Life Lessons from Primary Children’s Hospital

This past week as we have spent numerous days in the hospital, I have learned several little life lessons. To make sure I don’t forget them I really wanted to write down the things that I’ve learned.

1- Everyone has trials and pain

I know this one seems so obvious but as I have watched so many people here in pain, it has become so clear to me that everyone goes through so much. And most of it is not visible to the naked eye. It reminds me of the hymn Lord I Would Follow Thee which says “In the quiet heart is hidden, sorrow that the eye can’t see.” Oh how true this is. And how deep that pain goes.

As we sit in our hospital room, we have seen families get admitted. The looks of anxiety, fear and sorrow on their faces can be overwhelming at times. My heart just aches because I can now relate in a way that I never have before. I know just how deep that pain goes. It gives me greater empathy for what others may be experiencing.

2- The world is more kind than we realize

I felt so very alone when we came here. Then we have met countless doctors, nurses, social workers, staff and families of sick kids that have reached out to us and pulled us in. I have had several moms of kids with Biliary Atresia reach out to me and show me that I am not alone. They don’t even know me. But the love that they have showed has made a huge impact in my life.

I’ve also noticed small acts of kindness that go such a long way, from the waitress who gave us a free appetizer just because, to the people who have graciously donated to help us out financially, some who we haven’t seen or spoken to in years, to the nurses who stroke our baby’s head and talk to him instead of just taking care of his needs, to the smiles and nods of encouragement as you pass a fellow parent in the halls, to the surgeon who stops what he’s doing to put his hand on your shoulder and make sure you’re ok. It’s amazing how kind and caring the world is if we really pay attention to it.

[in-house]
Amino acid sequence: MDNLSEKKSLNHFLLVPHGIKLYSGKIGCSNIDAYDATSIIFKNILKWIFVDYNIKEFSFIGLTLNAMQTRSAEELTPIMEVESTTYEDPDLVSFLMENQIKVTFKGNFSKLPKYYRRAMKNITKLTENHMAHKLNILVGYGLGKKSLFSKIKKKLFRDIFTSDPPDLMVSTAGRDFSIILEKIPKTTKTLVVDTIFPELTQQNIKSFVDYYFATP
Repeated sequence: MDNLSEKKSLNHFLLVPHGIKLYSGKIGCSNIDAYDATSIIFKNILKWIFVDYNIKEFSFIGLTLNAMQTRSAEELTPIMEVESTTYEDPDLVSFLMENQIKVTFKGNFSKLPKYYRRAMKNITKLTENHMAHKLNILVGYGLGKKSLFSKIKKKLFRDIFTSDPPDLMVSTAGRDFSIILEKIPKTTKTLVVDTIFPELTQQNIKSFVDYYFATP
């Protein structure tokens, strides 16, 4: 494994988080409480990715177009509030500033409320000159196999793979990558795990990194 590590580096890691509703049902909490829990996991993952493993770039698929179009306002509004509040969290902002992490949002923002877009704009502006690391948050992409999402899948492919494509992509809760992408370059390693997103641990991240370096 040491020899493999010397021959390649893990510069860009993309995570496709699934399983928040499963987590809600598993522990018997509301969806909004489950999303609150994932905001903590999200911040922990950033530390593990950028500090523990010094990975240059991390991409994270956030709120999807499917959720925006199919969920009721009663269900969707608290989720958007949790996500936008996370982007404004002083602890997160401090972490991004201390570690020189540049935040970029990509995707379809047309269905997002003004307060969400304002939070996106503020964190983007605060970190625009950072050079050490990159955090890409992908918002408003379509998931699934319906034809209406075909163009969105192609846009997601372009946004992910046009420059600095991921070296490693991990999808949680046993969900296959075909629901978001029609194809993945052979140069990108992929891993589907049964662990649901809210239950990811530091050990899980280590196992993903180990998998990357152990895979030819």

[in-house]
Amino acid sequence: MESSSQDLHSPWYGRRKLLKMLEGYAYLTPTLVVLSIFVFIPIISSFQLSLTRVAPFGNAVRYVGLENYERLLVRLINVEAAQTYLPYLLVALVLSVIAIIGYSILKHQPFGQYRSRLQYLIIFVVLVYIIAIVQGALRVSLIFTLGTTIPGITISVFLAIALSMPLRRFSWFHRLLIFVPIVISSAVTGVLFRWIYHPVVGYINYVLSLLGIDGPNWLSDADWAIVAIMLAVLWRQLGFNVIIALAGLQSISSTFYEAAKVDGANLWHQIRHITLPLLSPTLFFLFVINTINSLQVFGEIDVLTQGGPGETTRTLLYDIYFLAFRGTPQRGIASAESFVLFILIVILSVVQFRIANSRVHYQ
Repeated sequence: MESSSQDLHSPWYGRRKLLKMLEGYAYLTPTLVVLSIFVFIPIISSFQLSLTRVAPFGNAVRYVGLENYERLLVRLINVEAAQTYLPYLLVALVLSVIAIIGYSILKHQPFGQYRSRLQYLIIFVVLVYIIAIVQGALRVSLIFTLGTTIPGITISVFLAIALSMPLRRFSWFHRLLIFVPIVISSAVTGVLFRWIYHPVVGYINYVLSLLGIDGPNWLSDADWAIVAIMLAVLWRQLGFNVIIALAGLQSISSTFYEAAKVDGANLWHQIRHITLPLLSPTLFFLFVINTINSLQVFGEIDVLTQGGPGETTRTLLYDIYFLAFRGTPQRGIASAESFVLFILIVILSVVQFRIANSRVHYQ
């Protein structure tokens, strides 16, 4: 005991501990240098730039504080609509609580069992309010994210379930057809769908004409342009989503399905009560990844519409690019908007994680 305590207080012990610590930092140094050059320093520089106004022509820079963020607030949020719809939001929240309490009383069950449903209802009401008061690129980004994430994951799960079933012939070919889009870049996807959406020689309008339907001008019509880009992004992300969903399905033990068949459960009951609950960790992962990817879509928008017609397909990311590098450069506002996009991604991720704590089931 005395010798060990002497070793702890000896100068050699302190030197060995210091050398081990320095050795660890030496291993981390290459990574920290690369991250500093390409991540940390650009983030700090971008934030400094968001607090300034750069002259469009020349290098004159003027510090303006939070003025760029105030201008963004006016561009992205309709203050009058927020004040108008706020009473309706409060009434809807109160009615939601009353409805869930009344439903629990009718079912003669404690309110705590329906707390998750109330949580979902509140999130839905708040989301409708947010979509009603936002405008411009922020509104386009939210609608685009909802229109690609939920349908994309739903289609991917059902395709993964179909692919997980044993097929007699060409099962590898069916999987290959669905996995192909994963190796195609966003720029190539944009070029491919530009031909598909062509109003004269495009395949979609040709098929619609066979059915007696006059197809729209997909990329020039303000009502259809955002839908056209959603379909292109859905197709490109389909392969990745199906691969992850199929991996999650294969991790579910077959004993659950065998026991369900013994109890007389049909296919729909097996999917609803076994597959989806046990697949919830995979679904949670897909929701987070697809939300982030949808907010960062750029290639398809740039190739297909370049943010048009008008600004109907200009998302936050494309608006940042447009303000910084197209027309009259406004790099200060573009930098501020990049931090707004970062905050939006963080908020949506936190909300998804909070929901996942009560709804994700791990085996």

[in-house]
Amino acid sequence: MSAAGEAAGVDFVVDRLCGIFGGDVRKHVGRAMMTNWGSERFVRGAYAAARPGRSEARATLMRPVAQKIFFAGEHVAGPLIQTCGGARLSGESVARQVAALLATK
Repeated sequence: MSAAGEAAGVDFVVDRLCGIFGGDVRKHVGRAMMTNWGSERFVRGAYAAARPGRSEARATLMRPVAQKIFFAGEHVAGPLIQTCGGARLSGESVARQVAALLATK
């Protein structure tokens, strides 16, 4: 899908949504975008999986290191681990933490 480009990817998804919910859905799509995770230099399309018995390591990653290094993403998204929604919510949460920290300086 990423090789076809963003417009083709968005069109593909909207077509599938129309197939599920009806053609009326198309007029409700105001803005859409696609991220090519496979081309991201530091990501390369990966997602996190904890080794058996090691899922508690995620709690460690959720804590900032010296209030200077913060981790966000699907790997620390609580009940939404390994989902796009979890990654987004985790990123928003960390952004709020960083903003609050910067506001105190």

3- We are a family

As I started to realize just how many others are going through similar things that we are, I started to feel like we were part of a new family. It dawned on me that our “families” can come in so many varieties and sizes. We all have our immediate family and our extended family but we are also part of bigger family units like our church family or school families. And it was made so clear to me that we have joined a very special family when I met with some of the liver doctors and their social worker and the first thing the social worker said to us was, “Welcome to the family!” As I’ve spoken with parents of liver kids, I felt so included. I felt like I had met my sisters.

4- It’s the small things that matter

Another thing that has been reinforced in my mind that I knew previously was that it’s the small things in our lives that really matter. It’s the smiles, the kisses and hugs, the kind words that matter. The big stressful stuff just doesn’t matter in the long run. It’s our relationships with others. It’s the love that we feel and show. It’s service. That’s what matters. That’s what helps us all get to where we need to be.

5- Celebrate the victories